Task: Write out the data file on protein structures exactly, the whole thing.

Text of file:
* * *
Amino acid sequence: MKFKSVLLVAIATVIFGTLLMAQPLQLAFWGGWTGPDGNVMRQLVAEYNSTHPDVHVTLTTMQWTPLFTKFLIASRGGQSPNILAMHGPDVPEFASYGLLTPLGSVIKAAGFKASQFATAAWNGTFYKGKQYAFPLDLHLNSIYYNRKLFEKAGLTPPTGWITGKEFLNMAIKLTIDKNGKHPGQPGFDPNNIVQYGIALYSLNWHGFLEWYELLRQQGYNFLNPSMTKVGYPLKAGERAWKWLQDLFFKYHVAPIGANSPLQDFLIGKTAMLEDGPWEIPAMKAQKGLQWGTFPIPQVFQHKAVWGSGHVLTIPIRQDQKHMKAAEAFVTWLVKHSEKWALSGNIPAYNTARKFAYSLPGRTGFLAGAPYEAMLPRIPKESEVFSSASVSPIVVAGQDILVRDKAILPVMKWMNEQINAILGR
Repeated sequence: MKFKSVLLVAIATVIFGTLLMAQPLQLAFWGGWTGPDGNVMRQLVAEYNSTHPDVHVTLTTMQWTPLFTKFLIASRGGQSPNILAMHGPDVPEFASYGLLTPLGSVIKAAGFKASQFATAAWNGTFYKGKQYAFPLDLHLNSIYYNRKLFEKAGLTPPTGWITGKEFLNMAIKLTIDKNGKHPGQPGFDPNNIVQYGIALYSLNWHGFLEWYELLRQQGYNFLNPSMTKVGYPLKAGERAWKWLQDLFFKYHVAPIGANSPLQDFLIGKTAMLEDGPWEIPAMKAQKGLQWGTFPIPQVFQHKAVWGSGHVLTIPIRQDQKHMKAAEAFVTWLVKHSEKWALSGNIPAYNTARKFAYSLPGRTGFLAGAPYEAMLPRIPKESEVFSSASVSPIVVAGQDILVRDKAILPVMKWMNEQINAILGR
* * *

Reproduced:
Amino acid sequence: MKFKSVLLVAIATVIFGTLLMAQPLQLAFWGGWTGPDGNVMRQLVAEYNSTHPDVHVTLTTMQWTPLFTKFLIASRGGQSPNILAMHGPDVPEFASYGLLTPLGSVIKAAGFKASQFATAAWNGTFYKGKQYAFPLDLHLNSIYYNRKLFEKAGLTPPTGWITGKEFLNMAIKLTIDKNGKHPGQPGFDPNNIVQYGIALYSLNWHGFLEWYELLRQQGYNFLNPSMTKVGYPLKAGERAWKWLQDLFFKYHVAPIGANSPLQDFLIGKTAMLEDGPWEIPAMKAQKGLQWGTFPIPQVFQHKAVWGSGHVLTIPIRQDQKHMKAAEAFVTWLVKHSEKWALSGNIPAYNTARKFAYSLPGRTGFLAGAPYEAMLPRIPKESEVFSSASVSPIVVAGQDILVRDKAILPVMKWMNEQINAILGR
Repeated sequence: MKFKSVLLVAIATVIFGTLLMAQPLQLAFWGGWTGPDGNVMRQLVAEYNSTHPDVHVTLTTMQWTPLFTKFLIASRGGQSPNILAMHGPDVPEFASYGLLTPLGSVIKAAGFKASQFATAAWNGTFYKGKQYAFPLDLHLNSIYYNRKLFEKAGLTPPTGWITGKEFLNMAIKLTIDKNGKHPGQPGFDPNNIVQYGIALYSLNWHGFLEWYELLRQQGYNFLNPSMTKVGYPLKAGERAWKWLQDLFFKYHVAPIGANSPLQDFLIGKTAMLEDGPWEIPAMKAQKGLQWGTFPIPQVFQHKAVWGSGHVLTIPIRQDQKHMKAAEAFVTWLVKHSEKWALSGNIPAYNTARKFAYSLPGRTGFLAGAPYEAMLPRIPKESEVFSSASVSPIVVAGQDILVRDKAILPVMKWMNEQINAILGR